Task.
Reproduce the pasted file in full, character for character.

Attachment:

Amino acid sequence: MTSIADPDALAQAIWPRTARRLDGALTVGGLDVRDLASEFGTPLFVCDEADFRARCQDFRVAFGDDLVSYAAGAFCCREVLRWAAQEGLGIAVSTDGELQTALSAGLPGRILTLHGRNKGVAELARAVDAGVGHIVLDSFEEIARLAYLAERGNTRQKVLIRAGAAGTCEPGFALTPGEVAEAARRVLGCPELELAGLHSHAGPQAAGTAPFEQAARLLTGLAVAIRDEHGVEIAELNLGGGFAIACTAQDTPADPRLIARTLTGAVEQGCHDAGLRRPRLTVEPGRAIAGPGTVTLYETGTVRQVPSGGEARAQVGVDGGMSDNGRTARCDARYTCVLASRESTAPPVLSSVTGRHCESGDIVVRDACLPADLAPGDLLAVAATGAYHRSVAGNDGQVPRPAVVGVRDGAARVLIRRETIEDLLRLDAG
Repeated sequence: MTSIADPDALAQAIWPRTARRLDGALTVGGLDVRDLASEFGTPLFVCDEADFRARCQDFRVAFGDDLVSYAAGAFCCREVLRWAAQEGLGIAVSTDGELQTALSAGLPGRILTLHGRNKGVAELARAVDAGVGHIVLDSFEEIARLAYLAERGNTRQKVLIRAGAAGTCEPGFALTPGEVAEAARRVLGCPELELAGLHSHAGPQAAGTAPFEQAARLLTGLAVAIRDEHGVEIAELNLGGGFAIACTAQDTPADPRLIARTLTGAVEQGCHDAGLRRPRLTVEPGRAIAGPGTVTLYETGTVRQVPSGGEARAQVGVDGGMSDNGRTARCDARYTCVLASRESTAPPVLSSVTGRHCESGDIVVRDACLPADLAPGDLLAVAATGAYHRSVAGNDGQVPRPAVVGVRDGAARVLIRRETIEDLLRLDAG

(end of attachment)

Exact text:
Amino acid sequence: MTSIADPDALAQAIWPRTARRLDGALTVGGLDVRDLASEFGTPLFVCDEADFRARCQDFRVAFGDDLVSYAAGAFCCREVLRWAAQEGLGIAVSTDGELQTALSAGLPGRILTLHGRNKGVAELARAVDAGVGHIVLDSFEEIARLAYLAERGNTRQKVLIRAGAAGTCEPGFALTPGEVAEAARRVLGCPELELAGLHSHAGPQAAGTAPFEQAARLLTGLAVAIRDEHGVEIAELNLGGGFAIACTAQDTPADPRLIARTLTGAVEQGCHDAGLRRPRLTVEPGRAIAGPGTVTLYETGTVRQVPSGGEARAQVGVDGGMSDNGRTARCDARYTCVLASRESTAPPVLSSVTGRHCESGDIVVRDACLPADLAPGDLLAVAATGAYHRSVAGNDGQVPRPAVVGVRDGAARVLIRRETIEDLLRLDAG
Repeated sequence: MTSIADPDALAQAIWPRTARRLDGALTVGGLDVRDLASEFGTPLFVCDEADFRARCQDFRVAFGDDLVSYAAGAFCCREVLRWAAQEGLGIAVSTDGELQTALSAGLPGRILTLHGRNKGVAELARAVDAGVGHIVLDSFEEIARLAYLAERGNTRQKVLIRAGAAGTCEPGFALTPGEVAEAARRVLGCPELELAGLHSHAGPQAAGTAPFEQAARLLTGLAVAIRDEHGVEIAELNLGGGFAIACTAQDTPADPRLIARTLTGAVEQGCHDAGLRRPRLTVEPGRAIAGPGTVTLYETGTVRQVPSGGEARAQVGVDGGMSDNGRTARCDARYTCVLASRESTAPPVLSSVTGRHCESGDIVVRDACLPADLAPGDLLAVAATGAYHRSVAGNDGQVPRPAVVGVRDGAARVLIRRETIEDLLRLDAG